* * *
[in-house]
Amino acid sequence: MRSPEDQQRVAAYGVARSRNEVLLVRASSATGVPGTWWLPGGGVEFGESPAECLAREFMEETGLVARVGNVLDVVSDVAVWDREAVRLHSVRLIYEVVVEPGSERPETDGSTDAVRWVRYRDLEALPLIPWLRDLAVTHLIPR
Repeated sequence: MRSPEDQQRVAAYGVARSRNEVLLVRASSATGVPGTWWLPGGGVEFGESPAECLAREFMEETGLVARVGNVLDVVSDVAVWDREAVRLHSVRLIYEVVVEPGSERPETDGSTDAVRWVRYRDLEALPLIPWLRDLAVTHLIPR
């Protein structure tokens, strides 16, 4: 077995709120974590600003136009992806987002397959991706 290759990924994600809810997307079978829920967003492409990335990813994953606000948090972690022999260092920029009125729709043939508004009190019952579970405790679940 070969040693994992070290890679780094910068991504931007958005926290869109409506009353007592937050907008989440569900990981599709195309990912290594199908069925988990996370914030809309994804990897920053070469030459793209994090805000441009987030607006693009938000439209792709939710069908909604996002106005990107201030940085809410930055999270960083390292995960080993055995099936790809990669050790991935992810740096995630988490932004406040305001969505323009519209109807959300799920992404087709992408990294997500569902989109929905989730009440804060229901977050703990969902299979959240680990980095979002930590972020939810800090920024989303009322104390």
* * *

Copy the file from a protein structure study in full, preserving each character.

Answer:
[in-house]
Amino acid sequence: MRSPEDQQRVAAYGVARSRNEVLLVRASSATGVPGTWWLPGGGVEFGESPAECLAREFMEETGLVARVGNVLDVVSDVAVWDREAVRLHSVRLIYEVVVEPGSERPETDGSTDAVRWVRYRDLEALPLIPWLRDLAVTHLIPR
Repeated sequence: MRSPEDQQRVAAYGVARSRNEVLLVRASSATGVPGTWWLPGGGVEFGESPAECLAREFMEETGLVARVGNVLDVVSDVAVWDREAVRLHSVRLIYEVVVEPGSERPETDGSTDAVRWVRYRDLEALPLIPWLRDLAVTHLIPR
């Protein structure tokens, strides 16, 4: 077995709120974590600003136009992806987002397959991706 290759990924994600809810997307079978829920967003492409990335990813994953606000948090972690022999260092920029009125729709043939508004009190019952579970405790679940 070969040693994992070290890679780094910068991504931007958005926290869109409506009353007592937050907008989440569900990981599709195309990912290594199908069925988990996370914030809309994804990897920053070469030459793209994090805000441009987030607006693009938000439209792709939710069908909604996002106005990107201030940085809410930055999270960083390292995960080993055995099936790809990669050790991935992810740096995630988490932004406040305001969505323009519209109807959300799920992404087709992408990294997500569902989109929905989730009440804060229901977050703990969902299979959240680990980095979002930590972020939810800090920024989303009322104390």